I’ve been programming in one context or another nearly all my life. Sometimes for fun, sometimes professionally. Even now, though programmer is not my title, I find myself programming a lot, writing programs in interpreted languages like Perl, and scripted programs in command shells like Korn/BASH. I think programming even at a simple level like scripts in Korn (modern), or BASIC (retro, possibly some modern) is an essential skill for anyone working with computers.
Needless to say the early days on the Atari 8 bit were instrumental in teaching me logic sequences that are necessary to write programs. These are so ingrained I often think in “code” especially when solving problems. In my career, when I was strictly a programmer I was exposed to a lot of other programmers writing styles, many of which I could not stand for one reason or another. I didn’t want to write the code that someone else couldn’t stand so I immersed myself in best practices books.
Two books in particular played huge roles in how I code today. Though they are older books now, they still have some great fundamental teachings. One was geared a bit toward programming in C, but much of its teachings can be directly applied to other languages. When you see any of my code, with very few exceptions, the principles I learned in these books are apparent. After you finish reading this post you’ll understand why my variables seem to start with the same letters, and a bit more about my coding style.
Both of these books are Microsoft Press books. They were both released in January of 1993. The first of which is “Writing Solid Code” by Steve Maguire. The second is “Code Complete” by Steve McConnell. I highly recommend both of these books to anyone that writes code in any language.
Here are the top three topics I learned from these books, not in any particular order of importance.
One of the things you may have noticed in much of the code I’ve posted so far is how I name variables. I adopted a form of naming called Hungarian Notation in the course of reading these books. There are arguments for and against it’s use. In all the years I’ve been using it I’ve not run into any of the negatives, so I endorse it’s use. You can read more about it at this link. So why use it? In simplest terms it aids in readability, essential self commenting code.
My implementation of the notation doesn’t follow the specification exactly. In short I preface all variables with a lowercase first letter of its type, but I don’t apply the function/procedure naming in absolute terms. So a variable of type char would start with a c, one of integer would start with i. I apply to each language I code in using that languages primitive types. One thing I do that is slightly different is naming of globals. I will add a g, typically the second letter in the variable name to signify a global. The system has worked great for me, but your mileage may vary.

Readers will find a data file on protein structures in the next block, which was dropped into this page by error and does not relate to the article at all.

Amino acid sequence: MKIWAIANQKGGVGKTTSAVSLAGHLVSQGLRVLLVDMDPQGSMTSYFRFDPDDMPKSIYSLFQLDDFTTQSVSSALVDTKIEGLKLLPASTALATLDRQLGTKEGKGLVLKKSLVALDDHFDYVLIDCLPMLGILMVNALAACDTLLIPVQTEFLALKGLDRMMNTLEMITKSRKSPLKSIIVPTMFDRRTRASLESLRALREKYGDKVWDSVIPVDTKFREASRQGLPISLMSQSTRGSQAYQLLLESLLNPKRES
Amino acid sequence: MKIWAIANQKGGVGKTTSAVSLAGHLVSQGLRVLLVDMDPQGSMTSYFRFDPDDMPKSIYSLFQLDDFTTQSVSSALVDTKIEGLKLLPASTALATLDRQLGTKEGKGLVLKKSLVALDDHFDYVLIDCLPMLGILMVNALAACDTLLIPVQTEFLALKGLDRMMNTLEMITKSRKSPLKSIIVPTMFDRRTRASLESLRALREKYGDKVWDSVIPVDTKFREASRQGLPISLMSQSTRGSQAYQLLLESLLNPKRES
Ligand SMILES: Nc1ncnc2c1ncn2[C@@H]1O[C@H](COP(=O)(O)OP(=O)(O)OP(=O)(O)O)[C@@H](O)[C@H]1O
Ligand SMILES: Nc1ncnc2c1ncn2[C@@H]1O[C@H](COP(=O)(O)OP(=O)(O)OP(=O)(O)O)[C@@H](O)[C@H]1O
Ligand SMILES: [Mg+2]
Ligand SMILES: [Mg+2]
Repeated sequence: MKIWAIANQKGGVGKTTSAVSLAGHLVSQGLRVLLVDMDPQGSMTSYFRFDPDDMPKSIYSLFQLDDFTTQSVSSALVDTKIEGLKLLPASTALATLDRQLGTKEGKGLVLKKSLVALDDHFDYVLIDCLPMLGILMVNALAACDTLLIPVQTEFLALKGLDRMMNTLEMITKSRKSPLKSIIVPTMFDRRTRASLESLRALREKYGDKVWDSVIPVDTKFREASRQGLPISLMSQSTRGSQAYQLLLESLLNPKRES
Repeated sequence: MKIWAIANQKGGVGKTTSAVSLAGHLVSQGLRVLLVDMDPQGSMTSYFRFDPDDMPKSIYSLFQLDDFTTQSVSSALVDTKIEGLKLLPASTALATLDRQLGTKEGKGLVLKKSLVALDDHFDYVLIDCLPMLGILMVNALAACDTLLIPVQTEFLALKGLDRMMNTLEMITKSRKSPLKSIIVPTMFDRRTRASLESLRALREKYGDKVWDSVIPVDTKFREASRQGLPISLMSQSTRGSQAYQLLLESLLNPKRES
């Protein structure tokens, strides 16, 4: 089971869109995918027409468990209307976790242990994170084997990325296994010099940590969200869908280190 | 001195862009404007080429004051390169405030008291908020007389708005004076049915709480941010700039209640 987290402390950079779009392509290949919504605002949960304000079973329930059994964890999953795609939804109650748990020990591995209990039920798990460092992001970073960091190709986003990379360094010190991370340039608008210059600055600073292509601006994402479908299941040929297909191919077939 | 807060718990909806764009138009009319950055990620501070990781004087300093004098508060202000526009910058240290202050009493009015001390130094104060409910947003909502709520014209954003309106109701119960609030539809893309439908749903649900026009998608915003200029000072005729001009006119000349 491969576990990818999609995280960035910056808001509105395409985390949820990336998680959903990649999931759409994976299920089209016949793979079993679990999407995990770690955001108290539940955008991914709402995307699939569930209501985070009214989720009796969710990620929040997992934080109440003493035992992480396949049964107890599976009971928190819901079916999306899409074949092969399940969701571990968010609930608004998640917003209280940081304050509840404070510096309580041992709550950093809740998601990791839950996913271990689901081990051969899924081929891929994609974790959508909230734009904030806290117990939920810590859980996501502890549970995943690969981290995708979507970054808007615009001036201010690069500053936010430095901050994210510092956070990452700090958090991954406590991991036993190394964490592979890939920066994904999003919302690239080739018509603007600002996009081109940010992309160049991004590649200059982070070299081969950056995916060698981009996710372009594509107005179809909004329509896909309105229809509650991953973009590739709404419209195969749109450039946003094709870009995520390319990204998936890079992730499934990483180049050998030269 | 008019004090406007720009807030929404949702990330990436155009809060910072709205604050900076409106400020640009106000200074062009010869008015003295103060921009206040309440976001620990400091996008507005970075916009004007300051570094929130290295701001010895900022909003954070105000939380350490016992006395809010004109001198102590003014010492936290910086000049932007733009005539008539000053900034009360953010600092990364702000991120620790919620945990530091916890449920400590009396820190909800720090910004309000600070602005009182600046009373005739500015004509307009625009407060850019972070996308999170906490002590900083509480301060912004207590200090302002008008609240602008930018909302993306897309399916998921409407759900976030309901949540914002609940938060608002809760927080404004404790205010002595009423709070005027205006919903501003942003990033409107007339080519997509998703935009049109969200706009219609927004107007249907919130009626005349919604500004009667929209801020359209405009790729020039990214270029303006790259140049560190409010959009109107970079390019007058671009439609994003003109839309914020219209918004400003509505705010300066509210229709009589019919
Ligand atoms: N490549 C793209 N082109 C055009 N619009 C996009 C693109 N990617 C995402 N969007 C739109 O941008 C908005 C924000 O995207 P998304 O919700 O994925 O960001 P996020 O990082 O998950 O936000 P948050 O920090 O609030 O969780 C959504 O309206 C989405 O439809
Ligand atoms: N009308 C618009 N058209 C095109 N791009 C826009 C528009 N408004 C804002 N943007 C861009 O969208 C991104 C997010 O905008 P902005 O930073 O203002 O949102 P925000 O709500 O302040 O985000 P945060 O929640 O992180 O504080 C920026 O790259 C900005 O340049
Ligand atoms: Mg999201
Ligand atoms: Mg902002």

Likely this largest lesson I learned from these books was the value in comments. Comments in code have saved me from many hours of reverse engineering. Think you’ll write some code once and never touch it again. Ha! Good luck with that. The intrinsic value of well structured comments will be readily apparent the first time you need to touch:
- Code you wrote x years ago, say 10 for example. Will you remember or know what that specialized function does, how it works, or what data or string syntax it expects to work with many years later without any comments. Possible, but not likely.
- Code written by someone else. This I find to be the most irksome. Even if the author commented it, sometimes the comments are not descriptive enough.
Comment, comment, comment!
Debugging can be a nightmare. It was especially hard for me to debug the 6502 Assembly code I was learning last year. I didn’t have the tools or experience to do it easily and ended up spending hours tracing through it on paper! Not ideal. The top 3 things these books taught me about debugging are:
- If the language supports it, use assertions to validate variable values. In absence of assertions, use printed output.
- If you have a debugging tool, use it to trace through code blocks.
- If you have a complex calculation, validate it with an alternative algorithm.
Here are all the links from the post in one convenient location, as well as some additional relevant ones.